Tuesday 10 Dec 2013
Today sees the launch of the BBC Audio Drama Awards. The awards aim to celebrate and recognise the cultural importance of audio drama, on air and online, and to give recognition to the actors, writers, producers, sound designers, and others who work in the genre.
The short-listed entries will be announced on Monday 9 January 2012 and the winners announced at a ceremony to be held on Sunday 29 January 2012 in the Radio Theatre at BBC Broadcasting House, London.
The award categories are:
Tim Davie, Director of BBC Audio & Music, says: "As a devotee, I know that radio drama builds a uniquely deep connection with its audience, as well as being hugely important to the nation's cultural and creative life. It deserves to be formally recognised, and the BBC, which invests in so many outstanding productions, is very proud to launch these awards."
David Hare, playwright, says: "Great radio plays are still produced in such abundance and to such high standards that we either miss them or take them for granted. The BBC's new Audio Awards will draw welcome attention to some of the many which might have got away."
David Tennant, actor, says: "The quality of our radio drama is one of the things that makes me proud to be British. Acting on the radio is challenging, inspiring, delicate and always a privilege. Radio drama is often overlooked and undervalued next to its showier younger siblings on the television and in the cinema, and yet it is on the wireless that so many important and brilliant talents have been discovered and nurtured. I am delighted radio drama is being celebrated in this way, it's about time."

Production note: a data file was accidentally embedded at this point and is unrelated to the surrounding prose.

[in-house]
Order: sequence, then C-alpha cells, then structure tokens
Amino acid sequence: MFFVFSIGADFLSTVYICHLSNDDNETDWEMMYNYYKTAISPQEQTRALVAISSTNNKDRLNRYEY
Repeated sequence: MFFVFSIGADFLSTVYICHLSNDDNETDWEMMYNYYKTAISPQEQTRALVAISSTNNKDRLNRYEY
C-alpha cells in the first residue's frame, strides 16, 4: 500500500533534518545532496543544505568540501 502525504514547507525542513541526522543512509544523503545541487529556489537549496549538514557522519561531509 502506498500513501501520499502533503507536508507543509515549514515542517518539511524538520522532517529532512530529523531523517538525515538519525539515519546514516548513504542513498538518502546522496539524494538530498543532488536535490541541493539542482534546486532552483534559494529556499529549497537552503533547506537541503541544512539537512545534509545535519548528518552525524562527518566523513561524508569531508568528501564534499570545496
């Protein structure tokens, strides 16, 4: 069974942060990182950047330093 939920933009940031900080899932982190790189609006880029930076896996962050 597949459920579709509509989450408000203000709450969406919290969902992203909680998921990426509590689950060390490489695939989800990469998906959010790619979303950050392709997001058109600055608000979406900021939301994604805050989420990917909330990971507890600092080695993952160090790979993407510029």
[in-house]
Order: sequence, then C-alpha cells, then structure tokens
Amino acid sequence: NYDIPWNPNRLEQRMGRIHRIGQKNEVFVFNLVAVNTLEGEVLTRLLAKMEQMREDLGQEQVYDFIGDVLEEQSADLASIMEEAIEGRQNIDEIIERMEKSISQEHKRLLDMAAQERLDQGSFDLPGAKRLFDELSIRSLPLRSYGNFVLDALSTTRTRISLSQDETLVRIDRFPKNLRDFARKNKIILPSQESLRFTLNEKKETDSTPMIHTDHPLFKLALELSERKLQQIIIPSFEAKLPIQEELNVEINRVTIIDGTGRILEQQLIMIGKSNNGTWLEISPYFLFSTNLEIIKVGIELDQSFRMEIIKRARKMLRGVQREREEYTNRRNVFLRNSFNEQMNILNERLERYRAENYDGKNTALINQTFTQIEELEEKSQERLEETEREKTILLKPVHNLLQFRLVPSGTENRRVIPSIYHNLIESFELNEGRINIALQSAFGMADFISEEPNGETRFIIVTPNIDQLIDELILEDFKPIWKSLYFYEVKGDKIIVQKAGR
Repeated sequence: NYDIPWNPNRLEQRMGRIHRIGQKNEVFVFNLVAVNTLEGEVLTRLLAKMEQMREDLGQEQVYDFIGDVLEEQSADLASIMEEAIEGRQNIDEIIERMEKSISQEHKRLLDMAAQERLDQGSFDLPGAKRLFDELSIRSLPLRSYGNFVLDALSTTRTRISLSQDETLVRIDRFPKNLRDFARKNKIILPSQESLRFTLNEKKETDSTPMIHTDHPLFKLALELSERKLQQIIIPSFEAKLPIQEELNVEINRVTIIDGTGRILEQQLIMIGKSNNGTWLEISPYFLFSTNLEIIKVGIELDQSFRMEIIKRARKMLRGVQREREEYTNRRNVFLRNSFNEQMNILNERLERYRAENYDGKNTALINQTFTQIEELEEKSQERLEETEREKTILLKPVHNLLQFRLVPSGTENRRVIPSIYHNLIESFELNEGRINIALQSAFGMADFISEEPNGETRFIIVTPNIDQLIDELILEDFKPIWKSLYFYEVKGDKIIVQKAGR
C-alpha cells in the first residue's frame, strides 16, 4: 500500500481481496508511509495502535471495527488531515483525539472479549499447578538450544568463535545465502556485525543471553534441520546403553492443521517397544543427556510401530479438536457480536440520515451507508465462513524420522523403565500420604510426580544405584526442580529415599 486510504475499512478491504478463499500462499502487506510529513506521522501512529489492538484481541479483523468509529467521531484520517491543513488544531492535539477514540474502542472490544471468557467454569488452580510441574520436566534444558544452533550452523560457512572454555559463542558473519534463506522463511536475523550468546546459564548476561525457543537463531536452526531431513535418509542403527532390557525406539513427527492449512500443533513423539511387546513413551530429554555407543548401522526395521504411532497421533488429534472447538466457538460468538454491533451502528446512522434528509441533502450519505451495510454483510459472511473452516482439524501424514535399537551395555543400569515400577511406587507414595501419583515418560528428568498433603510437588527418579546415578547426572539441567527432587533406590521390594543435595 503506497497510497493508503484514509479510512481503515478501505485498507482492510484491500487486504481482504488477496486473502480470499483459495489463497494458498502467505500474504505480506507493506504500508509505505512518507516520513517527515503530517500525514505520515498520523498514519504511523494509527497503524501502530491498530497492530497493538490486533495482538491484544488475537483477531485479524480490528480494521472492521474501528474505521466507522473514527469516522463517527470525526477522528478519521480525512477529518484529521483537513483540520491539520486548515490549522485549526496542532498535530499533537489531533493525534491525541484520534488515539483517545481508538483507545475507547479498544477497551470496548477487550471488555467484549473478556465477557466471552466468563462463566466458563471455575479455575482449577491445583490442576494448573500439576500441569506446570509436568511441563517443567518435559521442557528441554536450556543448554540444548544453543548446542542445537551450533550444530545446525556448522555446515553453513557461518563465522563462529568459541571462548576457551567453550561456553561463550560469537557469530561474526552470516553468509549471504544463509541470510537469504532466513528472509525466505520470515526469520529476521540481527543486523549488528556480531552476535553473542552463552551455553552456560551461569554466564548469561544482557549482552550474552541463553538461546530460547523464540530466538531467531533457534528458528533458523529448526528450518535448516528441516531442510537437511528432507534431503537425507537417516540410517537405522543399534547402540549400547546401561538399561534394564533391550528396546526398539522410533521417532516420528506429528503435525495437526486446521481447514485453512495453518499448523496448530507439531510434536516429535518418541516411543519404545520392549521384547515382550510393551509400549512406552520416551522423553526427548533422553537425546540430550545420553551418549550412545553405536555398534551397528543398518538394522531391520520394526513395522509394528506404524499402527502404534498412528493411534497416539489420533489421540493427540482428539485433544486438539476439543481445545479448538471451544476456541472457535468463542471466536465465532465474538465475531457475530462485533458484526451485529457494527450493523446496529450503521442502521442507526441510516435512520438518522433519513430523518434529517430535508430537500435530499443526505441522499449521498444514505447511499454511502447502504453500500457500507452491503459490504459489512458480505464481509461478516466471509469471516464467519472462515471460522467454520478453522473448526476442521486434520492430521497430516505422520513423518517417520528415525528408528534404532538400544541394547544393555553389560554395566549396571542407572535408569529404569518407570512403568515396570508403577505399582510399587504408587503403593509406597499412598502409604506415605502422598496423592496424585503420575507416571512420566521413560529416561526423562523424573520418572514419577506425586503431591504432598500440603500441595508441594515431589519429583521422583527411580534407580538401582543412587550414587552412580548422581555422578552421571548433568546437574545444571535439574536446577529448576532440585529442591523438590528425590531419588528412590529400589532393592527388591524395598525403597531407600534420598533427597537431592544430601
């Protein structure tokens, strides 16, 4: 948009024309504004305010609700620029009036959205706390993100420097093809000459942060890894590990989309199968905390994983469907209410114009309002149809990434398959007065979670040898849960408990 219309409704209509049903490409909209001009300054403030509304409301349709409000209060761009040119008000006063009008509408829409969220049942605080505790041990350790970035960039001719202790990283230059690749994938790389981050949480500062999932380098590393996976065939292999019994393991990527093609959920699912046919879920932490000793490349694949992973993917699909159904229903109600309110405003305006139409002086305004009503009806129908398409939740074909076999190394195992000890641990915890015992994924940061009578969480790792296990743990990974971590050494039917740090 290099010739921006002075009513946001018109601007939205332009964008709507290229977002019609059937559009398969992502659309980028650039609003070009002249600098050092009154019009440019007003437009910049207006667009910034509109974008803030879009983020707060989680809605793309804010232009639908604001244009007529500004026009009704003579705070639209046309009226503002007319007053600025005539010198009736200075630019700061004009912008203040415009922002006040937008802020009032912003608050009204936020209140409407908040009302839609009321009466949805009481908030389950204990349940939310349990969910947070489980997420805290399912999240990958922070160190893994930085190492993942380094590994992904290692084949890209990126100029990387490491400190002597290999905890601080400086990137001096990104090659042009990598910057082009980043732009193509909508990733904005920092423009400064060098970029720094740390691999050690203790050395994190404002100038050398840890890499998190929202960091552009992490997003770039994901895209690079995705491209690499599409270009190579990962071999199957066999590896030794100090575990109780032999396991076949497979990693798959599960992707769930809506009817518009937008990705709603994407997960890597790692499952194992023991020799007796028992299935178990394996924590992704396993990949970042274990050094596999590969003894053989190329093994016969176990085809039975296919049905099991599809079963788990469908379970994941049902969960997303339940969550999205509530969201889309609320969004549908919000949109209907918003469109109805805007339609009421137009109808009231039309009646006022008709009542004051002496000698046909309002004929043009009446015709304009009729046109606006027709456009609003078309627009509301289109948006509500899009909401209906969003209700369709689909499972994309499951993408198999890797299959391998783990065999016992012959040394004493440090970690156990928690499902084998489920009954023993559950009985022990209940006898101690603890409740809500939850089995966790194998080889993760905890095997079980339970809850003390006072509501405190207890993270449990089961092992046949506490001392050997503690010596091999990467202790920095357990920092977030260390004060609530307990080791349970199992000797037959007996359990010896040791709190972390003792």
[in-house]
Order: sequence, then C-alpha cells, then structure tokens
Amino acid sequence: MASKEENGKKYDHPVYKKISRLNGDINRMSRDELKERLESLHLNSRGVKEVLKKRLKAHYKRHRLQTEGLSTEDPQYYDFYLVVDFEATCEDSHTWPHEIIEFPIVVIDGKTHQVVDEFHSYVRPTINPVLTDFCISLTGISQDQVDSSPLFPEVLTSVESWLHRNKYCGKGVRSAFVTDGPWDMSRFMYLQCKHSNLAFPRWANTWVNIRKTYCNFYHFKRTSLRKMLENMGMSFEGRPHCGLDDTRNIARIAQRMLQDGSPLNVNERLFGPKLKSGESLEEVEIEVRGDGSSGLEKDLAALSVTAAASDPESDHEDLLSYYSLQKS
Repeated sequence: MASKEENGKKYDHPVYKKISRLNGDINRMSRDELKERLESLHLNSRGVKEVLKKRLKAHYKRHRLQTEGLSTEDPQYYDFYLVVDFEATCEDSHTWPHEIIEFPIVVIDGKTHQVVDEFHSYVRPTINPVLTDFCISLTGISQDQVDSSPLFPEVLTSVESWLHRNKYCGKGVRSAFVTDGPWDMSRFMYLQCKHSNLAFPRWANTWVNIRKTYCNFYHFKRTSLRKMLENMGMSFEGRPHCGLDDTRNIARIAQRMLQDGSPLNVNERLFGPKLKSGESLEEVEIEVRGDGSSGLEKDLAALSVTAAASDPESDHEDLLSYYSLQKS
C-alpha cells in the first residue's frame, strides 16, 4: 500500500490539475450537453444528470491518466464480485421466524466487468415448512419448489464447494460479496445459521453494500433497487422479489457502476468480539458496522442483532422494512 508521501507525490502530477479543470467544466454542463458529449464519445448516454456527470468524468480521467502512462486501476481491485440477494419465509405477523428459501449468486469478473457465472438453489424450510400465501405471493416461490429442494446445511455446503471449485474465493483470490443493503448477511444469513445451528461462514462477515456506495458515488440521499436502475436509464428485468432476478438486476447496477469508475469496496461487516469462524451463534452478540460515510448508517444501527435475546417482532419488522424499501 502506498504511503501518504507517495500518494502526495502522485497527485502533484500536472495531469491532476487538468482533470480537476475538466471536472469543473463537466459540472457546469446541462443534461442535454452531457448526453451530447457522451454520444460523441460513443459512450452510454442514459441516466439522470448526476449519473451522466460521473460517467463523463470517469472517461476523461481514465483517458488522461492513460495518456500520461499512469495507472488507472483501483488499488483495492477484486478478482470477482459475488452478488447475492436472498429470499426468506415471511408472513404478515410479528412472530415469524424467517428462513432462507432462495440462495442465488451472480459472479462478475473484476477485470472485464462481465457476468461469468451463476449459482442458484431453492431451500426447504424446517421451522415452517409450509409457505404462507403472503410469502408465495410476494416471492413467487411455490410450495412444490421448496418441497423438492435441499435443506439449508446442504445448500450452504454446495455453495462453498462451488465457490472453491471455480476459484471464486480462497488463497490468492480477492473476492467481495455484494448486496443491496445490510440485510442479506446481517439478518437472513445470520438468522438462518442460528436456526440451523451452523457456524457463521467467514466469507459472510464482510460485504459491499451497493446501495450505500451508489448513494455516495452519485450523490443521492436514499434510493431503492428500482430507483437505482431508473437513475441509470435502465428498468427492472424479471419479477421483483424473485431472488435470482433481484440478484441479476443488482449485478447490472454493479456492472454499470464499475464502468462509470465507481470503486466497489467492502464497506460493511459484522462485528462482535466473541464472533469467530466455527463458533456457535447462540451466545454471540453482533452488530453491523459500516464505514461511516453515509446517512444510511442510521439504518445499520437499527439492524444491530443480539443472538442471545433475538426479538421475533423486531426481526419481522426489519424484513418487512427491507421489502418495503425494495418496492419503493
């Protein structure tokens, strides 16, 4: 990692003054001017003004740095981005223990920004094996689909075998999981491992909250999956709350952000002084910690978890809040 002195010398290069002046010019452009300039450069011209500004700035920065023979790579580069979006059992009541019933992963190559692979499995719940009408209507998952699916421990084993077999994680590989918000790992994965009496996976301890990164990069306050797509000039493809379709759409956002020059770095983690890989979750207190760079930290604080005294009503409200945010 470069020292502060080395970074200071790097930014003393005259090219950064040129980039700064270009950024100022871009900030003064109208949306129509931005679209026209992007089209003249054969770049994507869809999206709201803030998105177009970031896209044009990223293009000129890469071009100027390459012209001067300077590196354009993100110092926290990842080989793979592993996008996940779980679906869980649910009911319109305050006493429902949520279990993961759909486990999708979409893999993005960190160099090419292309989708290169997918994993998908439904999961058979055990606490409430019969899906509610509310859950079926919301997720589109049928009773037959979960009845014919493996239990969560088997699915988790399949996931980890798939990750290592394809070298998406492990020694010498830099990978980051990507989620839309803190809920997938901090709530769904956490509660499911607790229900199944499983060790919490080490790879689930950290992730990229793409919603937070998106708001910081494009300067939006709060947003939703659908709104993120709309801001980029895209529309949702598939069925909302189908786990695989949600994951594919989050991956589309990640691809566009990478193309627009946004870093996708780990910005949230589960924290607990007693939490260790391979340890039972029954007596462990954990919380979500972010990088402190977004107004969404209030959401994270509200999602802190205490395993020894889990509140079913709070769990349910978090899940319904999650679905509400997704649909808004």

Lynne Truss, author and journalist, says: "Every day of the week there is great drama on the radio, acted by great actors and produced with great expertise and creativity. The only problem is that sometimes the best stuff is easy to miss! I'm so pleased the BBC is launching these awards."
Bill Nighy, actor, says: "Radio drama is to be treasured: an essential part of our country's experience."
Johnny Vegas, actor, writer and comedian, says: "Radio drama is both a leveller and a kingmaker. It brings writers, actors and directors the challenge of working with drastically smaller budgets than in TV or film production – but that in turn comes with a hugely valuable freedom because commissioners will take risks and experiment.
"History constantly reaffirms it but we tend not to recognise it – that despite being one of the oldest mediums, this is still the avant garde for broadcasting."
The closing date for submissions will be midnight on 14 November 2011.
Further details are available online on the BBC Radio Blog.
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